The liquisolid technology has been successfully applied to low dose poorly soluble drugs [14, 29]. However, the formulation of a high dose poorly soluble drug is one of the limitations of this technique. The release rates are directly proportional to the fraction of molecularly dispersed drug in the liquid portion [11, 14]. Thus, a higher drug dose requires a higher amount of liquid vehicle to obtain a faster drug release. As a powder can retain only limited amounts of liquid while maintaining acceptable flow and compression properties, high amounts of carrier and coating materials are needed.
This results in an increase in tablet weight ultimately leading to an unacceptably high tablet size.
A potential approach to minimize tablet weight is to increase the liquid adsorption capacity by either adding binders such as povidone or hypromellose to the liquid portion  or by using carrier and coating materials with a high specific surface area (SSA). The higher the specific surface area of an excipient, the higher the liquid load factor .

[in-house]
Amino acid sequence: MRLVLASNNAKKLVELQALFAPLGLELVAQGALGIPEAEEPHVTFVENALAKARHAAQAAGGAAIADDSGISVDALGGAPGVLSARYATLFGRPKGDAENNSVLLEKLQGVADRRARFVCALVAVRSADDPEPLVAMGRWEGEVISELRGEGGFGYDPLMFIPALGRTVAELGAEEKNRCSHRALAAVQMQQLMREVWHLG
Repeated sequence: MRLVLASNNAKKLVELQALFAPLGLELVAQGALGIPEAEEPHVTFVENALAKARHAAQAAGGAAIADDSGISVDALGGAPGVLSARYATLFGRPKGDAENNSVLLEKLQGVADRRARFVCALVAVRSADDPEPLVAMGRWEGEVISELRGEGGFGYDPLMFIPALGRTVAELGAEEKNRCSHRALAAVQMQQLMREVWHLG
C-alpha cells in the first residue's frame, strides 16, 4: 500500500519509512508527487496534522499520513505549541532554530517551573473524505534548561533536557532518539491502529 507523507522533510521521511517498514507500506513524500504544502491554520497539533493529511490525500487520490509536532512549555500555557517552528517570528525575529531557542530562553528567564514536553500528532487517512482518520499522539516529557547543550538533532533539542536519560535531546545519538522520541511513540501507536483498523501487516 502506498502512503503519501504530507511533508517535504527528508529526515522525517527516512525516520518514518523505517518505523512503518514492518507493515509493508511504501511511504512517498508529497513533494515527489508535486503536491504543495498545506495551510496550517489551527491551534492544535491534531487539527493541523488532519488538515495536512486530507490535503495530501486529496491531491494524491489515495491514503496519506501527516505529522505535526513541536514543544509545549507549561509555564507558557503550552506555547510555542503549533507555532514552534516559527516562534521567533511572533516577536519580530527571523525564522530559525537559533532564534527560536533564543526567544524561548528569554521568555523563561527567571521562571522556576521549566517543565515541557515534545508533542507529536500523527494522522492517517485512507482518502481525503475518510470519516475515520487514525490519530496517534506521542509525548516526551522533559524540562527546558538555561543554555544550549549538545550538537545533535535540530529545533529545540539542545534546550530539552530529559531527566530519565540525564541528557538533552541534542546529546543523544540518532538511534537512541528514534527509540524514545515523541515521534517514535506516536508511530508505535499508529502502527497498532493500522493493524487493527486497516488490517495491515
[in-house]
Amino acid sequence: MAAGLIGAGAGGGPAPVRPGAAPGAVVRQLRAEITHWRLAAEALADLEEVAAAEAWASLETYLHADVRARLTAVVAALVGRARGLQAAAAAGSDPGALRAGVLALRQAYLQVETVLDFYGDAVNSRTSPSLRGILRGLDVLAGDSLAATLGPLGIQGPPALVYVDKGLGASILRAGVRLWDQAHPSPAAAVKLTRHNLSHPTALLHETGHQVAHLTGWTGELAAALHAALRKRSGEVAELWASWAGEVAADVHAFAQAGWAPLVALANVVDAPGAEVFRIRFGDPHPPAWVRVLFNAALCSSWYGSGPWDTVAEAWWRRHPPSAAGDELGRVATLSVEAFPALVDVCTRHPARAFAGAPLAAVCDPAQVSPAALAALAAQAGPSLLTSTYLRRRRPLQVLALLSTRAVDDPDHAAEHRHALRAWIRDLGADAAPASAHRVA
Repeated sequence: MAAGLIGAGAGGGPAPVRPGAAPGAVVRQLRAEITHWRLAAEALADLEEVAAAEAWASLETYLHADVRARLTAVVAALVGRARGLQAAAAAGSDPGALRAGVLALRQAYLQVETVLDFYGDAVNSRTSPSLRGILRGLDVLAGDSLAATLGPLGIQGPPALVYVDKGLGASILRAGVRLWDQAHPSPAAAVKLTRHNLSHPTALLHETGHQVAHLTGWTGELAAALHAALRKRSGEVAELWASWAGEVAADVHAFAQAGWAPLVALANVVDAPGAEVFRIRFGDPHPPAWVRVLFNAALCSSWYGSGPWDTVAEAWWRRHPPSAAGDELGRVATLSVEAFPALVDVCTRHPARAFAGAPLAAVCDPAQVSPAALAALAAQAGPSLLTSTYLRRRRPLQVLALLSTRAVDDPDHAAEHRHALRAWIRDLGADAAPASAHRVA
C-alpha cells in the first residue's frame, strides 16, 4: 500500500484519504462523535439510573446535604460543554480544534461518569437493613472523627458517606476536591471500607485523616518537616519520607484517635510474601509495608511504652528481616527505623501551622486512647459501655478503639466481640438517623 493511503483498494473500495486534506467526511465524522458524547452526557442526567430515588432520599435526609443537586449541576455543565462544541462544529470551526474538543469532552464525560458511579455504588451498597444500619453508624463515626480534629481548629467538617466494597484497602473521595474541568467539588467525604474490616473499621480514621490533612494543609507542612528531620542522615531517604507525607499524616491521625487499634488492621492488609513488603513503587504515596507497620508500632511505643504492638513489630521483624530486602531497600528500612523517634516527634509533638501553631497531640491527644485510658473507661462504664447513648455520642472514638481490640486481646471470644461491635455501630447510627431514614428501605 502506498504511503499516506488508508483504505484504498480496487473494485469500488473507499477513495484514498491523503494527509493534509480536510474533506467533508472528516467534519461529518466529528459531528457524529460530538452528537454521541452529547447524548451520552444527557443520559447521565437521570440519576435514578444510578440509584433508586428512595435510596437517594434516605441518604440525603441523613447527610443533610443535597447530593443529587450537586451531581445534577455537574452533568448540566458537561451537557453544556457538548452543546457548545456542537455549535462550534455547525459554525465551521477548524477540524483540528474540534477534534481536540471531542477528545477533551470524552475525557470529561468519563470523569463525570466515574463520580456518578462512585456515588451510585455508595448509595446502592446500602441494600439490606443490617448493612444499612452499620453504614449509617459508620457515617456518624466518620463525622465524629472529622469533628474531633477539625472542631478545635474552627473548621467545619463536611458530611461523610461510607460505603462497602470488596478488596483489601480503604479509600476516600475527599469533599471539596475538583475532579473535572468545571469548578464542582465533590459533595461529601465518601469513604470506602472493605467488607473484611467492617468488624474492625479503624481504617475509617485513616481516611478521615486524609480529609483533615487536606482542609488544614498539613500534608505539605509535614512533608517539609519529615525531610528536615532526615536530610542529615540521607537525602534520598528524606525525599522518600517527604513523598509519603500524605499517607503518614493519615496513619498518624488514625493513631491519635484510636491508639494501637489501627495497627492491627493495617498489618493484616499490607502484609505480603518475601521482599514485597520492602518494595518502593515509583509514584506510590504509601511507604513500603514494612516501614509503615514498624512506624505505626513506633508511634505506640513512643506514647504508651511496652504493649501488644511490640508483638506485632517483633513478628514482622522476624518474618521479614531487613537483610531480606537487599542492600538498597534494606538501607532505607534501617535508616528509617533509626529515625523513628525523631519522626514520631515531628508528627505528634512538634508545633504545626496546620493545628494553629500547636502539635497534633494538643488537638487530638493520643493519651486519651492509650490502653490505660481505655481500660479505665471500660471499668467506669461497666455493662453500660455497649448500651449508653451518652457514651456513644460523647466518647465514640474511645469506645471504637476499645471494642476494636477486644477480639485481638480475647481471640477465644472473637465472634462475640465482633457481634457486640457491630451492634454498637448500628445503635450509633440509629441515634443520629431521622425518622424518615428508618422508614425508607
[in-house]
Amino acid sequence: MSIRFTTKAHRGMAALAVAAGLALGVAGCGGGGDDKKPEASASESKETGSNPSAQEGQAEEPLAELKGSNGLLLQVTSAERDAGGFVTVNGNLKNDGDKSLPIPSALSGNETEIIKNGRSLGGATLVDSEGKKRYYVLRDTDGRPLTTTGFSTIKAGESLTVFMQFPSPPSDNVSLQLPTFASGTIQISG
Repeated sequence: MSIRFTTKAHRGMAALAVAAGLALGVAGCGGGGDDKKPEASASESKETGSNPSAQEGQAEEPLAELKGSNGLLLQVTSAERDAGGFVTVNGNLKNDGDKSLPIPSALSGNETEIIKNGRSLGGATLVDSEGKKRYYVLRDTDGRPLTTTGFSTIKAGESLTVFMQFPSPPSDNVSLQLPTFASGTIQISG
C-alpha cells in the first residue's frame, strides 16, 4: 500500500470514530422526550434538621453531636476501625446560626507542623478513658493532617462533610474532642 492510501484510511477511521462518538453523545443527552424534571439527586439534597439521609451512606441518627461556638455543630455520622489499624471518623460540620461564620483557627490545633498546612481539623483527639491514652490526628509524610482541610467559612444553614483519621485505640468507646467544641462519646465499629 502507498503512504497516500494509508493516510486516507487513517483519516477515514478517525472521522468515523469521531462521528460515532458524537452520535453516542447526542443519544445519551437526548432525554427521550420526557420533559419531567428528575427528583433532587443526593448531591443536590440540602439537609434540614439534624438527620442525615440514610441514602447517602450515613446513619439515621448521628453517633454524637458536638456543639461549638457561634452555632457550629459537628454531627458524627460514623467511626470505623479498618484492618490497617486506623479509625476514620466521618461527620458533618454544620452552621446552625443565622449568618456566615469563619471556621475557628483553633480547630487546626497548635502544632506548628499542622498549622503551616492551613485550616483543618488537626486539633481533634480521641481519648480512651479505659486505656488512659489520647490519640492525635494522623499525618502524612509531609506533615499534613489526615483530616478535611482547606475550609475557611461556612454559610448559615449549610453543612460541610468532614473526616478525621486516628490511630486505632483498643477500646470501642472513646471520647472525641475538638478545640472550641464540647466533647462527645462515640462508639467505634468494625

For instance, the liquid adsorption capacity of microcrystalline cellulose (SSA: 1.18 m²/g) is higher than that of lactose (SSA: 0.35 m²/g), starch (SSA:
0.6 m²/g) and sorbitol (SSA: 0.37 m²/g) .
The aim of this study was to investigate novel porous tableting excipients with a high specific surface area with regard to their suitability of liquid adsorption while maintaining acceptable flow and tableting properties. The following excipients were
compared to the commonly used carrier and coating materials Avicel® and Aerosil®:
Fujicalin®, a spherically granulated dicalcium phosphate anhydrous [105, 106] with a high porosity and high specific surface area resulting in good flowability and tabletability, Neusilin® US2, a synthetic amorphous form of magnesium aluminometasilicate  prepared by spray drying with an extremely high specific surface Carrier and coating materials for liquisolid compacts 60 area and good flowability and tabletability, and Florite®, a calcium silicate  with large micropores and excellent tabletability.